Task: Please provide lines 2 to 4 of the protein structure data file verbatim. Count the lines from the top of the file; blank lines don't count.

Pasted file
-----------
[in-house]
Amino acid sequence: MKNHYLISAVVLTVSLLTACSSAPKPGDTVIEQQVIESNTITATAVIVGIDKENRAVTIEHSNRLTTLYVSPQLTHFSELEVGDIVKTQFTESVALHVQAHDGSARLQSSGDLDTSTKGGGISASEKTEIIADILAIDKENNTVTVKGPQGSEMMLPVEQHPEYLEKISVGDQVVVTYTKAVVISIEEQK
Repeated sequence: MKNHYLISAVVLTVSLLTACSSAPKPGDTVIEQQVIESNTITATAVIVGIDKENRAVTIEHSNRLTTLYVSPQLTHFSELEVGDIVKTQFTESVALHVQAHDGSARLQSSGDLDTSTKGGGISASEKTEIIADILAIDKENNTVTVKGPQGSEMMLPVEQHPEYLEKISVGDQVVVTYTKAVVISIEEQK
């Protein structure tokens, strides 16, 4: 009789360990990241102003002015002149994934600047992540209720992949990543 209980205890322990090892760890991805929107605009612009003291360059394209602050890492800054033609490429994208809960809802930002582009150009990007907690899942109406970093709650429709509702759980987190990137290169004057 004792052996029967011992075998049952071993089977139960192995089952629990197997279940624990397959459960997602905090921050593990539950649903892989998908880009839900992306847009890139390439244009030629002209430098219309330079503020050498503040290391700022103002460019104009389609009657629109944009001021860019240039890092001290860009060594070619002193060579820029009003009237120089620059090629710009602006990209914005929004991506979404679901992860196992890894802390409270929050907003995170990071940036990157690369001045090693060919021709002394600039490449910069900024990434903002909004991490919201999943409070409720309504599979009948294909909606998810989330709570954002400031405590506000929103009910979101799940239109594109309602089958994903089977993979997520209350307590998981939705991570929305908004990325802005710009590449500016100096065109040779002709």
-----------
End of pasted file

Amino acid sequence: MKNHYLISAVVLTVSLLTACSSAPKPGDTVIEQQVIESNTITATAVIVGIDKENRAVTIEHSNRLTTLYVSPQLTHFSELEVGDIVKTQFTESVALHVQAHDGSARLQSSGDLDTSTKGGGISASEKTEIIADILAIDKENNTVTVKGPQGSEMMLPVEQHPEYLEKISVGDQVVVTYTKAVVISIEEQK
Repeated sequence: MKNHYLISAVVLTVSLLTACSSAPKPGDTVIEQQVIESNTITATAVIVGIDKENRAVTIEHSNRLTTLYVSPQLTHFSELEVGDIVKTQFTESVALHVQAHDGSARLQSSGDLDTSTKGGGISASEKTEIIADILAIDKENNTVTVKGPQGSEMMLPVEQHPEYLEKISVGDQVVVTYTKAVVISIEEQK
């Protein structure tokens, strides 16, 4: 009789360990990241102003002015002149994934600047992540209720992949990543 209980205890322990090892760890991805929107605009612009003291360059394209602050890492800054033609490429994208809960809802930002582009150009990007907690899942109406970093709650429709509702759980987190990137290169004057 004792052996029967011992075998049952071993089977139960192995089952629990197997279940624990397959459960997602905090921050593990539950649903892989998908880009839900992306847009890139390439244009030629002209430098219309330079503020050498503040290391700022103002460019104009389609009657629109944009001021860019240039890092001290860009060594070619002193060579820029009003009237120089620059090629710009602006990209914005929004991506979404679901992860196992890894802390409270929050907003995170990071940036990157690369001045090693060919021709002394600039490449910069900024990434903002909004991490919201999943409070409720309504599979009948294909909606998810989330709570954002400031405590506000929103009910979101799940239109594109309602089958994903089977993979997520209350307590998981939705991570929305908004990325802005710009590449500016100096065109040779002709």